Echoing the same views, Kashyap Vadapalli, Chief Marketing Officer at Pepperfry, said a brand is responsible to its customers and it needs to fulfil the promises as a brand in terms of what it delivers and not to give into the minor disagreements.
“When any brand puts out content on social media, their job is to understand who their customer are, what they like and do not like. It is impossible to please 100% of the users/audiences. There will be 10-15% who will be unhappy for some reasons. I think it’s really the 80:20 rule. If 80% feels there is something wrong, then as a brand you misunderstood your customer. Unfortunately, what happens is even a 10-20% unhappy users can generate a lot of noise which I believe will be short term. Majority of the users should stand by your communication and understand your value and products,” he shared.
Social media is here to stay, said Sharat Dhall, COO, Policy Bazaar.
He advised brands to look at social media just as another medium of communicating with customers and it will remain as the medium where people express themselves.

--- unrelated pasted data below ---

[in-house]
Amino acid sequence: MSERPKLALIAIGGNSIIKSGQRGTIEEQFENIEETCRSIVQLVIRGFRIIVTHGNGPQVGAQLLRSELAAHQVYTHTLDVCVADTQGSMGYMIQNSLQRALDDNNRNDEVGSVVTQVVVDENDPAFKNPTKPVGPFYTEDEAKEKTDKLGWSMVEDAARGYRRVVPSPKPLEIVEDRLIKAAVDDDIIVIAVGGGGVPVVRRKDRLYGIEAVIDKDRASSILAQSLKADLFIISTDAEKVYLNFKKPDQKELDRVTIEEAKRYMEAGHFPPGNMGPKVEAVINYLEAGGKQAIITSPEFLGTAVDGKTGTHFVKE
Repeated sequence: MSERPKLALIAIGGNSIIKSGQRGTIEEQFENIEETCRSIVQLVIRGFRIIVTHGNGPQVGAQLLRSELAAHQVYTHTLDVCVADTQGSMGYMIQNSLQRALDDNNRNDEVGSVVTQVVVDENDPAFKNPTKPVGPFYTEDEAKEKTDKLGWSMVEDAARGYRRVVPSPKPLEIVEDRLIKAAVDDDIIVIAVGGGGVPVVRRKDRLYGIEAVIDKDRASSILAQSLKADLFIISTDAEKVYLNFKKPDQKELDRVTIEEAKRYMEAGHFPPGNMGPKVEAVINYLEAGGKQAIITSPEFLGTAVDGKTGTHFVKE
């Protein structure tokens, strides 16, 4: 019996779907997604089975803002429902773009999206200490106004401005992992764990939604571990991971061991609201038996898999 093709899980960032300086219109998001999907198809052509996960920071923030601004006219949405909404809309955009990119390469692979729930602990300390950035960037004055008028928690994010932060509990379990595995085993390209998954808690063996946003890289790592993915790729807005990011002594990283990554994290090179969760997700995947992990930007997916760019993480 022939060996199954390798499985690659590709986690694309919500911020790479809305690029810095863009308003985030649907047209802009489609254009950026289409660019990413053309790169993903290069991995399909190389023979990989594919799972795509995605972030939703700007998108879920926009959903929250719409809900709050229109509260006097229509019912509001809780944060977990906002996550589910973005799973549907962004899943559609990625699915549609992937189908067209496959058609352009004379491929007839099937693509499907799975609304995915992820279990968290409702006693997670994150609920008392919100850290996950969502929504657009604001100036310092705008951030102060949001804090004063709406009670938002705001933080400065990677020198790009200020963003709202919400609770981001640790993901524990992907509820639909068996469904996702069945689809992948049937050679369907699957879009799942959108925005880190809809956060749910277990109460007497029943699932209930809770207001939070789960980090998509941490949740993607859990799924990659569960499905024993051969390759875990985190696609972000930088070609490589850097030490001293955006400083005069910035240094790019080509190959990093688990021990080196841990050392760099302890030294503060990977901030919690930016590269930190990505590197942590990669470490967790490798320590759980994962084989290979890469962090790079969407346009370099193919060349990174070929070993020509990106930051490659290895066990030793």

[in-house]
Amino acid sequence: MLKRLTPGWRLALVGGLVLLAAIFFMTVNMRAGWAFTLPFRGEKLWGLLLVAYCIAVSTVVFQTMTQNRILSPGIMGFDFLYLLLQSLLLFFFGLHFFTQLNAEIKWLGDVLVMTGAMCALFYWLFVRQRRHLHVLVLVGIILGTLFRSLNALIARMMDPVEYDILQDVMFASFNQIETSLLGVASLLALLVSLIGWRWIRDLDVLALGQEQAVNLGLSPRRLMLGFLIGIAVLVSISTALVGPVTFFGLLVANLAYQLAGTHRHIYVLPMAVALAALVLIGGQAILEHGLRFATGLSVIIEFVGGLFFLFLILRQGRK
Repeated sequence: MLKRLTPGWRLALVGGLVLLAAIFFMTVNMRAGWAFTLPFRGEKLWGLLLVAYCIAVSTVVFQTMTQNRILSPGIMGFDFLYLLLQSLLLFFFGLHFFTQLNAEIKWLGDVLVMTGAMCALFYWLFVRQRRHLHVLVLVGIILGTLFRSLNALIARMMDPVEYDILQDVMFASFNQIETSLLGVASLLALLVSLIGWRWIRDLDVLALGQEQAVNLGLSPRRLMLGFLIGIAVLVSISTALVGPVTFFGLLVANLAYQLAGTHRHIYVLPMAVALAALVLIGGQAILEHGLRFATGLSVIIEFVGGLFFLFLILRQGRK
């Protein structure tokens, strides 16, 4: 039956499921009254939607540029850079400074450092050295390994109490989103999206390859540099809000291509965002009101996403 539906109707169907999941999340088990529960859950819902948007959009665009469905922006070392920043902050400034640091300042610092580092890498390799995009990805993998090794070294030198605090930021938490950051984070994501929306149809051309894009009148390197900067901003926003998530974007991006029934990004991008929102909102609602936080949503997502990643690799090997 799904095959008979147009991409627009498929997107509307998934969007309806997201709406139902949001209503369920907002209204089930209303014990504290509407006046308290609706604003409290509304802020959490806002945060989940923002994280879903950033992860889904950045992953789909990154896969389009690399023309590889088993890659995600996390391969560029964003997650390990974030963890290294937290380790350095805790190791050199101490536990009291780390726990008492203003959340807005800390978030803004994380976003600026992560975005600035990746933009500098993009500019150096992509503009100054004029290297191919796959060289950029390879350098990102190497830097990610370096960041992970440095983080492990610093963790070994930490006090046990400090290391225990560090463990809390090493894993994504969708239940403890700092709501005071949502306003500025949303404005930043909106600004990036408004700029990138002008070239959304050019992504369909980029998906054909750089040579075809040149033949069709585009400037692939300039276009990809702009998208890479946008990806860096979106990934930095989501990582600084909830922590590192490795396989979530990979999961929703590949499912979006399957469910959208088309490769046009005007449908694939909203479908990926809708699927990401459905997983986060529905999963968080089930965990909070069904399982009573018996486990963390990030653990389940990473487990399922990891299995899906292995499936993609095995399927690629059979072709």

While in the past, brands, including Nestle, Johnson & Johnson, HUL, have been boycotted for the quality defects and pricing, many brands, including PhonePe, Vicco were boycotted because of their association with Bollywood celebrities (on nepotism debate) — which basically has nothing to do with the product.
Similarly, Bajaj was boycotted for its views on the latest debate on toxic content on news channels.
Lame excuses given by staff of @Bajaj_Finance tht there recovery boy jaswinder Singh had deposited the emis of this poor woman ,but lady says tht Dy had took emis by hand from her actually Dy had sold phone thts y Dy r not returning it #boycottbajaj #boycottbajaj#boycottbajaj pic.twitter.com/VK1tDu52T9— mohinder (@lifeisvenom) October 24, 2020
As it demonstrates the risk to the value of their brands, would it be right to relate such boycotts directly to the change in consumers’ behaviour too?
Roy clearly stated that these trolls are not consumer sets. In fact, there is only small group of people who are getting into this and this has nothing to do with consumers.
“Brands do not sell ideologies but commodities with the help of storytelling,” she added.
Agarwal said that there have always been critics for any kind of media publicity. The difference being now, everyone has the opportunity to be vocal with high chances of being seen.